Mississippi State Outlasts LSU In SEC Tournament Thriller
HOOVER, Ala. — Louisiana State and Mississippi State have a long, storied rivalry. They’ve been playing each other since 1907 and have met in the College World Series and in a super regional. There have been hundreds of games at Alex Box Stadium and Dudy-Noble Stadium, two of the game’s premier venues.
But the Tigers and Bulldogs have never played a game quite like they did Wednesday night at the SEC Tournament. For six hours and 43 minutes, they battled at Hoover Metropolitan Stadium, setting the record for the longest game in SEC Tournament history. Finally, just after 3 a.m. CT, Gunner Halter, who had entered the game in the 11th inning, delivered a two-out single up the middle, scoring Justin Foscue from second base to give Mississippi State a 6-5 victory in 17 innings.
It was a game that will long be remembered around both programs. But, in the immediate, it meant Mississippi State (46-11) advanced in the winners’ bracket and on Thursday night will play Vanderbilt with a trip to the semifinals on the line. LSU (35-23), meanwhile, falls into the losers’ bracket and will play an elimination game against Auburn. The loss also was a blow to the Tigers’ hopes to shore up their regional hosting resume.
Both teams had to fight for everything they got Wednesday. Little came easy, and while Mississippi State coach Chris Lemonis said the Bulldogs lost their typical grinder approach at the plate for much of the game, there was little doubt they brought it to the game overall.
“They grinded out the night, I can tell you that,” he said.
Mississippi State jumped out to an early lead, scoring four runs in the first three innings against LSU righthander Eric Walker, who earlier this season had stymied the Bulldogs in Starkville. But after they pushed a run across in the third on a bases-loaded hit by pitch, they wouldn’t score again until the 16th inning. In between, Walker threw a scoreless fourth before the bullpen took over. Righthanders Matthew Beck and Zack Hess threw four scoreless innings each and righthander Ma’Khail Hillard began his outing with three scoreless innings.
That work by their relievers gave the Tigers time to mount a comeback. They scored twice in the fifth against freshman righthander Brandon Smith, who was otherwise excellent, and then tied the game at 4 in the eighth inning on a two-run home run from Giovanni DiGiacomo.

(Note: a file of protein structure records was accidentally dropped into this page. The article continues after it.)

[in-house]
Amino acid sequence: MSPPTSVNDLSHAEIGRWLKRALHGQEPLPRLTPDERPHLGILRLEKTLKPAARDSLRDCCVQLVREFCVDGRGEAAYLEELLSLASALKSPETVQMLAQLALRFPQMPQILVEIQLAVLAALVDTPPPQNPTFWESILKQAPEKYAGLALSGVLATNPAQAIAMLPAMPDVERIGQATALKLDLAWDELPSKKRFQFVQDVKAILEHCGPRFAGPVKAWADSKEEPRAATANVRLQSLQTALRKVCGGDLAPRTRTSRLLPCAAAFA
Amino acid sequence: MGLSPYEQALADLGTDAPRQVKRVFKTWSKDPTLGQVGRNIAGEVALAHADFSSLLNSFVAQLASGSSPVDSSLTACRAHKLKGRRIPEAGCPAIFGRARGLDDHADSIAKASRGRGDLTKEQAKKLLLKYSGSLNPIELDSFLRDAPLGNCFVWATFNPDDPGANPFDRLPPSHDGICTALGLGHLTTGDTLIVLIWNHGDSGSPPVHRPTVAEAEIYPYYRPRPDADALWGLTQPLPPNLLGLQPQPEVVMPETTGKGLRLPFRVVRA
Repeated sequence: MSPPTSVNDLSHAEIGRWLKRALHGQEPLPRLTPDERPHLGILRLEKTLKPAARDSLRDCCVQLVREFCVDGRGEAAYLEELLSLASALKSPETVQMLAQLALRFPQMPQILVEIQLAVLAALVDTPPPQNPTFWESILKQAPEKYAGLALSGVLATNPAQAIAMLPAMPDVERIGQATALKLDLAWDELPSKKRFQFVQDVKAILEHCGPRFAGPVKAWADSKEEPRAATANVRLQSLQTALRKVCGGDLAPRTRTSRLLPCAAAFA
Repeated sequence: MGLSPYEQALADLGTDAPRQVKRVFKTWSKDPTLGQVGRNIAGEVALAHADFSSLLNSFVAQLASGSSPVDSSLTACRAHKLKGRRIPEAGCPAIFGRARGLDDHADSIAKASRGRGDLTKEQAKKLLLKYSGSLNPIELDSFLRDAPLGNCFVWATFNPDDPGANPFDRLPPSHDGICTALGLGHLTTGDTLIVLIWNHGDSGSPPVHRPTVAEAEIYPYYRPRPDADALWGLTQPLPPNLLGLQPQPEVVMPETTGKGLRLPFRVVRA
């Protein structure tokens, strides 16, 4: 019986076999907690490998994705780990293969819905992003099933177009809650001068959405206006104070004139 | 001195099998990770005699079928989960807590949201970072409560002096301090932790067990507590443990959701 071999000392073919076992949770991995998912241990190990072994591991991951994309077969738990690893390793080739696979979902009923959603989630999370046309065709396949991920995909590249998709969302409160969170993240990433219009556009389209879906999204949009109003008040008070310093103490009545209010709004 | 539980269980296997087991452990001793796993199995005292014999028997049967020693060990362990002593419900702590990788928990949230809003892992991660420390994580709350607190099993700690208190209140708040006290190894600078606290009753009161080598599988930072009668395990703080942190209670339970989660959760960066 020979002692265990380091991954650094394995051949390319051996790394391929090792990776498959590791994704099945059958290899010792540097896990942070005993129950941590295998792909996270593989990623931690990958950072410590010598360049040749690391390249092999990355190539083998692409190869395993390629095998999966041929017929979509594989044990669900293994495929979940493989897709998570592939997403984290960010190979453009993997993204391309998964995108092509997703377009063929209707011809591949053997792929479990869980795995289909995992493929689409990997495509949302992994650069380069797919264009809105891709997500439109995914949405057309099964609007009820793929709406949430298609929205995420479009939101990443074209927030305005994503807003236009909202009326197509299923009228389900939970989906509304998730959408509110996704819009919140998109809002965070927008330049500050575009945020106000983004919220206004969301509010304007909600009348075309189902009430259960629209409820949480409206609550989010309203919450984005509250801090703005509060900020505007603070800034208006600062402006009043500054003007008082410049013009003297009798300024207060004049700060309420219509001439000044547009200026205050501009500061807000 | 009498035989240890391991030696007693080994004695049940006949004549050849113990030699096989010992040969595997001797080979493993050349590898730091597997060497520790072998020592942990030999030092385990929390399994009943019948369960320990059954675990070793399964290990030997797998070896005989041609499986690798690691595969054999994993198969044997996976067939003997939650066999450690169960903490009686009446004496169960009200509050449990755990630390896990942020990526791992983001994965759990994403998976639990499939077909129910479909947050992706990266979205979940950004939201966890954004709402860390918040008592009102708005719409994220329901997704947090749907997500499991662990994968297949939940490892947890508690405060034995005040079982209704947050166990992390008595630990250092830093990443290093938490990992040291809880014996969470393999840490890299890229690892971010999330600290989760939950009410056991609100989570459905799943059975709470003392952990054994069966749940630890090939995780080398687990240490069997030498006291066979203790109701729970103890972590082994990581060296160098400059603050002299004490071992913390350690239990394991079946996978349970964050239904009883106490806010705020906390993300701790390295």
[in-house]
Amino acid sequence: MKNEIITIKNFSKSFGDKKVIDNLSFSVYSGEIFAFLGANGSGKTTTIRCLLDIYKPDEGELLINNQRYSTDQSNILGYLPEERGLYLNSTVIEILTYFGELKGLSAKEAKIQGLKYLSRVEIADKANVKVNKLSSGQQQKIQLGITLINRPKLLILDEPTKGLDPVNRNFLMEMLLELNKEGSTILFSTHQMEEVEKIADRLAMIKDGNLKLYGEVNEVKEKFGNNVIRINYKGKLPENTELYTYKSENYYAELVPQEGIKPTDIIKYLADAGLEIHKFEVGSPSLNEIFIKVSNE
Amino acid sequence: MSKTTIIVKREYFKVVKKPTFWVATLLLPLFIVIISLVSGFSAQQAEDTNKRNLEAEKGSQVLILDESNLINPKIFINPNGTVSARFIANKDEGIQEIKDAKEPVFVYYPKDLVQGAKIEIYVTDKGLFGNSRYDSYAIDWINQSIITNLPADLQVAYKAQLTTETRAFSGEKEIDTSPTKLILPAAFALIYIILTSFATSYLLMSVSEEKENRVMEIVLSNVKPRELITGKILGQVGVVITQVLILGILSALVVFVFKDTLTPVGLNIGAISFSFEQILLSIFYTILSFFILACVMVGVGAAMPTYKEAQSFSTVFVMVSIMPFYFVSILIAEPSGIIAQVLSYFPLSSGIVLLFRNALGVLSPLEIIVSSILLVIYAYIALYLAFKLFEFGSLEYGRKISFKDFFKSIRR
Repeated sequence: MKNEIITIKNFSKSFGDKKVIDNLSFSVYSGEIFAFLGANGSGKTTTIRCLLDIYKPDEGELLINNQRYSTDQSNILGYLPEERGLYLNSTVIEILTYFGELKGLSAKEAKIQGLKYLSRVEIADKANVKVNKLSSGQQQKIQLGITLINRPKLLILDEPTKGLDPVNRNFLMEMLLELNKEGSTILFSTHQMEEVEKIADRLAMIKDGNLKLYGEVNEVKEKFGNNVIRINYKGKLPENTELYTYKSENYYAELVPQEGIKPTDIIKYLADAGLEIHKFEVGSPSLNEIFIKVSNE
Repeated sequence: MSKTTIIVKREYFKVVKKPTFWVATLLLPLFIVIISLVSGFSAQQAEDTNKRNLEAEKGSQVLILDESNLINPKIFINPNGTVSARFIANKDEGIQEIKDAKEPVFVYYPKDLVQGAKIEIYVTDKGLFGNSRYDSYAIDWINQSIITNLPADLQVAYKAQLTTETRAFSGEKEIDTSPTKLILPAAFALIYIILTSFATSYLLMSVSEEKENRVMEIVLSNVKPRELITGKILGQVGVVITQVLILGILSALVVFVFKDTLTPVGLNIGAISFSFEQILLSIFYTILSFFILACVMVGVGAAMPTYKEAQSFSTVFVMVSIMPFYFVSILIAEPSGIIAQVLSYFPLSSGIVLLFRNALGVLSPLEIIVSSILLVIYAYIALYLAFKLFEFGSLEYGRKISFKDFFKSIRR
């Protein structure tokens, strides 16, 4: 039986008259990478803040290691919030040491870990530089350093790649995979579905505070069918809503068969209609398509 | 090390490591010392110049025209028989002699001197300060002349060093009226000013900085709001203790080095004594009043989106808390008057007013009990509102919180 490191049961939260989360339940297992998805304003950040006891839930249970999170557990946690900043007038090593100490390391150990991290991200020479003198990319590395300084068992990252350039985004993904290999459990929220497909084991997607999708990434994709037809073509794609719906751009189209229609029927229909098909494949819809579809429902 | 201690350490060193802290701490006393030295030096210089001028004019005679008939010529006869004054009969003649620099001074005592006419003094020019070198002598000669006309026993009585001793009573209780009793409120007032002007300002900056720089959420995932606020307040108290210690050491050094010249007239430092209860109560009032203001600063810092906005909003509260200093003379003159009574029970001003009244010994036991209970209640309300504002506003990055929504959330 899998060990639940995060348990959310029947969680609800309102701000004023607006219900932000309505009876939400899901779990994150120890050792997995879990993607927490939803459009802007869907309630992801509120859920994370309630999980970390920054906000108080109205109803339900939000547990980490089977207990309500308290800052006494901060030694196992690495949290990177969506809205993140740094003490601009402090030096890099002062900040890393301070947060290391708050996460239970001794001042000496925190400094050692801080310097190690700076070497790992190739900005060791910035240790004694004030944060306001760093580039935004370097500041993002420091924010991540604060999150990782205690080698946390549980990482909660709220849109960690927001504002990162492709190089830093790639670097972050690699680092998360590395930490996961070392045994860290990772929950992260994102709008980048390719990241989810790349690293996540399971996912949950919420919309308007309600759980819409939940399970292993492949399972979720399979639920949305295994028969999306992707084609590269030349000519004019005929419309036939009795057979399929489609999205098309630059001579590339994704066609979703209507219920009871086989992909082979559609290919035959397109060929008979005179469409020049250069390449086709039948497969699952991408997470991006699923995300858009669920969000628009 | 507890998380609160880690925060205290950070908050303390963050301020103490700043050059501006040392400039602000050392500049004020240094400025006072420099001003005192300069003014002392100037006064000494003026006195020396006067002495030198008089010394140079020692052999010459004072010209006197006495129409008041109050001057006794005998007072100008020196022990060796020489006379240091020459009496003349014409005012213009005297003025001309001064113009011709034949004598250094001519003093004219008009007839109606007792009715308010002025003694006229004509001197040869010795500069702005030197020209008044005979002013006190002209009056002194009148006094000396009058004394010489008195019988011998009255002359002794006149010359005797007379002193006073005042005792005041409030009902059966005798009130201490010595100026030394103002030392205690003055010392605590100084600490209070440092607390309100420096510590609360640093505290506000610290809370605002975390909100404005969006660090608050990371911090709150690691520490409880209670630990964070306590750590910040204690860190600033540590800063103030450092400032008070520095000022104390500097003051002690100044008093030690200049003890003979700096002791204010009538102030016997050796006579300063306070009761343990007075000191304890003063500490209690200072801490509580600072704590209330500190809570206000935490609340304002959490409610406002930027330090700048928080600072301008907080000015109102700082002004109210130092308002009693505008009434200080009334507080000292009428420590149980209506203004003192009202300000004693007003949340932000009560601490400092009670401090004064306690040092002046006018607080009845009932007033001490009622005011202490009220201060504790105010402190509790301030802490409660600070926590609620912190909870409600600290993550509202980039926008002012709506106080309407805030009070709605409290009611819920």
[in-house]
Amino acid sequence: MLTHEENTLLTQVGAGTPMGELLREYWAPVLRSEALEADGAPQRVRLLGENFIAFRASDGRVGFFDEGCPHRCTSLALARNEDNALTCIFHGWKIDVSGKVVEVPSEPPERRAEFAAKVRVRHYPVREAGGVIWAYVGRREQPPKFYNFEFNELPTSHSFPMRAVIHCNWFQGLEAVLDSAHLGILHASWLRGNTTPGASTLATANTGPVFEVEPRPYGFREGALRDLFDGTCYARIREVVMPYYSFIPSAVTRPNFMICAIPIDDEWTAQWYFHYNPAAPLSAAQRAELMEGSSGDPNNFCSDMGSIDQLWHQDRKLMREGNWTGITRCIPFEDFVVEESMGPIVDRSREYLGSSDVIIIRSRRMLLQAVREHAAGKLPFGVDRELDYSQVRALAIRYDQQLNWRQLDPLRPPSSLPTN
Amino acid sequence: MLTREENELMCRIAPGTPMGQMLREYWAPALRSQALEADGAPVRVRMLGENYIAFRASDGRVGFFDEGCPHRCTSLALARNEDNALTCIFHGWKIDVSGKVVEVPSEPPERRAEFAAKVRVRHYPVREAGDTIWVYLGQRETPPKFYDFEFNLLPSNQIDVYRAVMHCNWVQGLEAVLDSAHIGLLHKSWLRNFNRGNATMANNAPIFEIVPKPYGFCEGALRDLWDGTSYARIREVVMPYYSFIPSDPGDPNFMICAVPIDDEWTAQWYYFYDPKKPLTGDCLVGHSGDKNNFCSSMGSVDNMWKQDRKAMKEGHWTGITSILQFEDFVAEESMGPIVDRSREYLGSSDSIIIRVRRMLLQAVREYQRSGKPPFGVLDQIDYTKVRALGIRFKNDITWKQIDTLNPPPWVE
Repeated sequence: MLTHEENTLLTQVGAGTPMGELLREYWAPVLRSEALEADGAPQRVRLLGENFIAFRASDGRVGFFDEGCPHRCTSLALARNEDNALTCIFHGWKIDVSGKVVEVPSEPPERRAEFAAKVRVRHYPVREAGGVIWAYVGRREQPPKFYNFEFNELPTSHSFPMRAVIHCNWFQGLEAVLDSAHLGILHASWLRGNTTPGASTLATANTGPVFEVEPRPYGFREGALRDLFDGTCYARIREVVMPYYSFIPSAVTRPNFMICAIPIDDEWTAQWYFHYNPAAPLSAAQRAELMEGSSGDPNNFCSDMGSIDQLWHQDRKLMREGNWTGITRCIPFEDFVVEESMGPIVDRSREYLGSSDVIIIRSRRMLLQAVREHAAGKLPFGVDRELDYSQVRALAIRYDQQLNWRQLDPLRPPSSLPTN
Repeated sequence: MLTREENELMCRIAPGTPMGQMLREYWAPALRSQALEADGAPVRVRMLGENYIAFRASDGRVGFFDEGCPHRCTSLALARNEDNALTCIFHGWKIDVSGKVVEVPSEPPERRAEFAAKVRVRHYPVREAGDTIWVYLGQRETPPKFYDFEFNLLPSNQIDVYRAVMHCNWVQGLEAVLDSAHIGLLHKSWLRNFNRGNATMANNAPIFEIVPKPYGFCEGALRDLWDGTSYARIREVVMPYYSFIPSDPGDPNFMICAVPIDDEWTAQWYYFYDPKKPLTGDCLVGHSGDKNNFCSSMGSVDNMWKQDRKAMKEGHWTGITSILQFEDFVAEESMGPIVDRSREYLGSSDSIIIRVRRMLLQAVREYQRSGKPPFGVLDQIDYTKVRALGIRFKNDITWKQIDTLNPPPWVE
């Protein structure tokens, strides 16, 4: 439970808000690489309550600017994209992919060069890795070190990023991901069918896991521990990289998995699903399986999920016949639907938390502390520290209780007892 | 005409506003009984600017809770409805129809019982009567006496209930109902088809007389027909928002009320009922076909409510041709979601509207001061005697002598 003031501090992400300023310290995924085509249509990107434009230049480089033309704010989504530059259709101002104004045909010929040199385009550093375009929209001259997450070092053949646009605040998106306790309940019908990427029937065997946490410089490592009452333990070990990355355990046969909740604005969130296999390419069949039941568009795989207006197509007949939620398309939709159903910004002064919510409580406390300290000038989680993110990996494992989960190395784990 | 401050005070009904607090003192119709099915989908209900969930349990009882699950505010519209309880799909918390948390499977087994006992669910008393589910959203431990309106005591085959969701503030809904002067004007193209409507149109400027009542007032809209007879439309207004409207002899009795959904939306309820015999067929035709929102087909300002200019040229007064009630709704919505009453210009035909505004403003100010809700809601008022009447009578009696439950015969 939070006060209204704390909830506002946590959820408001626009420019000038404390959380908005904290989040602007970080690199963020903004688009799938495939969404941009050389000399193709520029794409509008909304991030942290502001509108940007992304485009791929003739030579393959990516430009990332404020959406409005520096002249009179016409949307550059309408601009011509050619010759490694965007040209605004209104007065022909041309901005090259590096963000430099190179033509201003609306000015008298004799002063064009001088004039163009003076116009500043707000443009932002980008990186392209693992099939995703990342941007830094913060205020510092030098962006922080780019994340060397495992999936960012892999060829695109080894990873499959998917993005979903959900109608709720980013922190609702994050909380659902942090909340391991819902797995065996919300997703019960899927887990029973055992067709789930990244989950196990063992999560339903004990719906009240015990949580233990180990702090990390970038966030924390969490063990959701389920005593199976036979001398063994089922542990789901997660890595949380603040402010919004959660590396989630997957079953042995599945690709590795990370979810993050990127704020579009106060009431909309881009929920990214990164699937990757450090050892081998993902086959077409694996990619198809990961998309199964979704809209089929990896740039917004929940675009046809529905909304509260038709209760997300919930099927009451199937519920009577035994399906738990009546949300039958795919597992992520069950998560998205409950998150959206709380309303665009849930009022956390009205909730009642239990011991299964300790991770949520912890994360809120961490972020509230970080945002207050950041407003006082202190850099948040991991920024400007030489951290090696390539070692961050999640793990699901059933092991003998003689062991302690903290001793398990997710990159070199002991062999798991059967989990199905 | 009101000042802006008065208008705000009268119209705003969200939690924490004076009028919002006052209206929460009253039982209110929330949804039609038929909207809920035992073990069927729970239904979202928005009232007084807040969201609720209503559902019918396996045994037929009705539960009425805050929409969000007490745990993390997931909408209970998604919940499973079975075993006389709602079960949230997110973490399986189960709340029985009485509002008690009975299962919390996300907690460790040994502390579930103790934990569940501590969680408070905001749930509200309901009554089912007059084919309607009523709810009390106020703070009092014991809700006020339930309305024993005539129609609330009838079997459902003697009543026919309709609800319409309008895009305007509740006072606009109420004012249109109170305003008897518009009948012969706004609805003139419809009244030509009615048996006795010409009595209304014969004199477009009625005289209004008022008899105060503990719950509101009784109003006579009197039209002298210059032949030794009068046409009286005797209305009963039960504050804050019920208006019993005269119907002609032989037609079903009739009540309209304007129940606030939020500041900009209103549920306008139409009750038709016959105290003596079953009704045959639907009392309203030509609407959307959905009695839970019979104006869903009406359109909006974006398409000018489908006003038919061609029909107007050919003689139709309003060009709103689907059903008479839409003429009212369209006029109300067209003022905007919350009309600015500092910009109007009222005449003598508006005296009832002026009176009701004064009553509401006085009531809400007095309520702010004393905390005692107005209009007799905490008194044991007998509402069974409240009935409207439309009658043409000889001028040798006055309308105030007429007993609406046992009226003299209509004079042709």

But after that, they too, ran into a brick wall until the 16th. Righthander Cole Gordon delivered five scoreless innings, a season high, and lefthander Jack Eagan threw 1.1 scoreless innings.
“I thought we played really well early on, and then we lost the momentum of the game,” Lemonis said. “They got the big hit and then we kind of got gridlocked there. I give our guys a lot of credit for keep competing, making plays, making pitches when we weren’t real offensive.”
In the 16th, LSU pushed ahead when DiGiacomo hit a sacrifice fly. The Tigers nearly had the game closed out in the bottom half of the inning, but with runners on the corners and two outs, second baseman Brandt Broussard couldn’t field a ground ball off the bat of Jake Mangum and the tying run came home to score.
In the 17th, Mississippi State again took advantage of LSU’s defensive miscues. Foscue reached base when strike three got away from catcher Brock Mathis for a wild pitch. Another wild pitch moved Foscue to second base with two outs, giving Halter the opportunity to win the game.
Halter was an unlikely hero for Mississippi State. He has struggled to find his footing this year and has largely become a platoon player. An inning before, he had been unable to get a bunt down, striking out against Hillard.
Lemonis said he got on Halter for that mistake and was glad he had a chance at redemption.
“It was huge because I jumped him in the dugout,” Lemonis said. “He missed the bunt and I got on him a little bit for that and then he walked around like somebody had took his dog. He came out in the last inning and gave us a great AB that we hadn’t had all night long. He’s a really talented player.”
By the time Halter punched the game-winner through the infield, it was after 3 a.m. But there were still probably a few thousand people in the stands from the crowd of 13,902 that attended the night session of the tournament. It was the fifth-largest crowd in SEC Tournament history and for it to come on a Wednesday night said a lot for the fan bases involved.
Those who stuck out the game through the end will likely be moving a little slowly Thursday morning, but they made for a great atmosphere all the way until the final out.
“When we finished the game, we had so many fans sitting above our dugout still here at three in the morning, it says a lot about both fan bases,” Lemonis said. “Pretty neat night.”
Mississippi State will be hoping for several more neat nights over the next month. The Bulldogs are playing like national title contenders and they showed Wednesday night and into Thursday morning that they know how to win a game even when they’re not at their best. More than anything, they can take that from Wednesday night as they advance in the SEC Tournament and eventually turn their attention to the NCAA Tournament.
That all lies ahead for the Bulldogs. On Wednesday night, however, LSU and Mississippi State produced a classic that was part heavyweight fight and part marathon, a fitting latest chapter in the rivalry.